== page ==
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NHS IT fiasco workers threaten lunch-hour revolt over job cuts

Union to form picnic line over CSC redundancies

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Updated IT bods working on the car-crash NHS patient records project will stage a protest during Thursday lunchtime over compulsory redundancies at their employer, CSC.

As Computer Sciences Corporation's contract with Blighty's health service grinds to a messy end, the Virginia-based firm announced it will axe 500 jobs in the UK - 30 per cent of the workforce on the NHS computer disaster. CSC failed to live up to its promises to deliver a bang-up billion-pound electronic patient record system, and pulled out officially in December while refunding the NHS £1.8bn ($2.8bn).

But although the corp promised to avoid compulsory redundancies in February, CSC will lay off staff despite having enough voluntary redundancies to cover the job losses, according to trade union Unite.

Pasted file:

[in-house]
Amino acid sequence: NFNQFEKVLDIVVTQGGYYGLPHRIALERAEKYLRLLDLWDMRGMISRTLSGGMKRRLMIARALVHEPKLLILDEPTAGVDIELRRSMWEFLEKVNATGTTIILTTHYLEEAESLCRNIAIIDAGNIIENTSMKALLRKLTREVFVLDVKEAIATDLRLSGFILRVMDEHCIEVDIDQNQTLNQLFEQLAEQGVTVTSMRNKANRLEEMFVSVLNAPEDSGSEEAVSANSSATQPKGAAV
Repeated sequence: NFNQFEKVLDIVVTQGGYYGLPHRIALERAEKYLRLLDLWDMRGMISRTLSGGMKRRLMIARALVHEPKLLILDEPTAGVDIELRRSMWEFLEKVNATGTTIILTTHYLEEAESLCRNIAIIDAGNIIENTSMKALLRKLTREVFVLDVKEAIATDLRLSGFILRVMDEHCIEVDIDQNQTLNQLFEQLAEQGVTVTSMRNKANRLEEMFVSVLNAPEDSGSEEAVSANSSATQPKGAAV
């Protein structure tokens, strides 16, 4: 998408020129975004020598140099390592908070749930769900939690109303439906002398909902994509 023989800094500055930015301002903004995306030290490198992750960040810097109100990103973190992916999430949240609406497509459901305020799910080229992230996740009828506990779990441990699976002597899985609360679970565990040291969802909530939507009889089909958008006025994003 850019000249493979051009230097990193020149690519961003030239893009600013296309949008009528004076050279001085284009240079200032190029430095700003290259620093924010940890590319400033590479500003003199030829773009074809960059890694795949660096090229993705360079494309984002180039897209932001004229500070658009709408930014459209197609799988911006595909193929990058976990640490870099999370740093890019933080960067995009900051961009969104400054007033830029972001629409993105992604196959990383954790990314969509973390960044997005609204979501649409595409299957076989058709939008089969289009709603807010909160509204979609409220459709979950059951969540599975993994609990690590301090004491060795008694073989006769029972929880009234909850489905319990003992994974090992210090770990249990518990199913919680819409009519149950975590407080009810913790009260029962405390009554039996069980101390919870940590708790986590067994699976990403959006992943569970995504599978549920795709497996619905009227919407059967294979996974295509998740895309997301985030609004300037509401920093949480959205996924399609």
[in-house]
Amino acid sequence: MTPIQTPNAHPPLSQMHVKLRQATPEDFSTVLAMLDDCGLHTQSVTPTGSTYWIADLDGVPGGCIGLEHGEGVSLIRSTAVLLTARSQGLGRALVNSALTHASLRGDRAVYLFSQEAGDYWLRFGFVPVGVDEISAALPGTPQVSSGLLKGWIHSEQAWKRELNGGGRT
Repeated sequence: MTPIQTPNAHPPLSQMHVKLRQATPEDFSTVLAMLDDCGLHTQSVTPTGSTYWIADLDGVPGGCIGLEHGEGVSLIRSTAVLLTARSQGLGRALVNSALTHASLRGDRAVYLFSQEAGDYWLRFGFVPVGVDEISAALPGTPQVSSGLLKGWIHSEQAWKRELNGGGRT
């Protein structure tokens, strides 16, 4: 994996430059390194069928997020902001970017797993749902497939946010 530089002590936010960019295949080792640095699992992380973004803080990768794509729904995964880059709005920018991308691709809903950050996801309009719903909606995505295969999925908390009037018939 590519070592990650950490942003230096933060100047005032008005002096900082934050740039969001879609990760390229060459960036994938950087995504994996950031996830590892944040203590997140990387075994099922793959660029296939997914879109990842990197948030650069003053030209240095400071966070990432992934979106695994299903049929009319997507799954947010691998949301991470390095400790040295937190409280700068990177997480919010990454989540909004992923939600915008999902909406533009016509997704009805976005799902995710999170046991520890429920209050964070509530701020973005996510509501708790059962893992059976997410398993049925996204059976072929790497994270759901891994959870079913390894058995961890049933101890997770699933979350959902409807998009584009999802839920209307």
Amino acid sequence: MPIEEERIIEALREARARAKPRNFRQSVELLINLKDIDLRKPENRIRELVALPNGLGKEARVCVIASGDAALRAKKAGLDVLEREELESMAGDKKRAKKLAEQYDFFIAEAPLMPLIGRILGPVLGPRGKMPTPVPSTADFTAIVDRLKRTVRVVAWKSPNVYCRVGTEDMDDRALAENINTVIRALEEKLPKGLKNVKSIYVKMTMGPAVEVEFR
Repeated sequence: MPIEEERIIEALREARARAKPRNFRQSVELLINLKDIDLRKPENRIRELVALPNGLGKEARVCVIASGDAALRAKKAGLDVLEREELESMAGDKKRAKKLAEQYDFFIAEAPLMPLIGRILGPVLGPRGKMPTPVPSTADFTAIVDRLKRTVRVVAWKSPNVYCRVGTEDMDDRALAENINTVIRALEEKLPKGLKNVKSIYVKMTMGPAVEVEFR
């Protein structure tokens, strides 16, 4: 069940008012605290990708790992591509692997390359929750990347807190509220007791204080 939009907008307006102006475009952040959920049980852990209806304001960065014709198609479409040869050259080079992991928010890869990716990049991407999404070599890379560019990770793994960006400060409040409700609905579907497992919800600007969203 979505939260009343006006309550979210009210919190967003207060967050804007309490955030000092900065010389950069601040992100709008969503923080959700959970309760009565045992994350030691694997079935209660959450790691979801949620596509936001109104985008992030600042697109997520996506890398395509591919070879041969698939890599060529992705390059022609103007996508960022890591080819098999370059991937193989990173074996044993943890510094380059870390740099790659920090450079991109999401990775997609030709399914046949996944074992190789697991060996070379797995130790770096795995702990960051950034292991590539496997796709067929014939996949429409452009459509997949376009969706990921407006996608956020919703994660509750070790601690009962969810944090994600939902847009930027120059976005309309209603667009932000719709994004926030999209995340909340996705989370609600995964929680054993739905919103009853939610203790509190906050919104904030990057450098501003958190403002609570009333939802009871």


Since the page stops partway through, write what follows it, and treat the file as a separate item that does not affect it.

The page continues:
Unite issued a statement to say its members at the CSC offices in Chesterfield, Chorley, Leeds and Solihull are walking out in protest for an hour at lunch on Thursday, adding: "CSC is insistent on issuing compulsory redundancy notices despite receiving sufficient number of volunteer requests to leave the company."

When the job cuts were announced an email sent by CSC management and seen by The Register said: "It is hoped to achieve a significant reduction without the need for compulsory redundancies."

Unite national officer Kevin O’Gallagher said: “We will now increase pressure on CSC to listen to its staff and to Unite’s proposals. We have put forward a detailed plan which will avoid any compulsory redundancies in the company.

“However, these plans have fallen on deaf ears. Our members are now taking to the streets to get their voice heard. As a union, we will do everything in our power to support these workers though this very uncertain time.”

CSC did not respond to a request for comment at time of publication. The hour-long protest is due to start at 1pm. ®

Updated to add

A CSC spokesman has got in touch to say the firm is trying to avoid compulsory redundancies, adding: "The consultation is ongoing with significant progress having already been made in this regard through a voluntary programme and redeployment, and we are hopeful of making still further progress."

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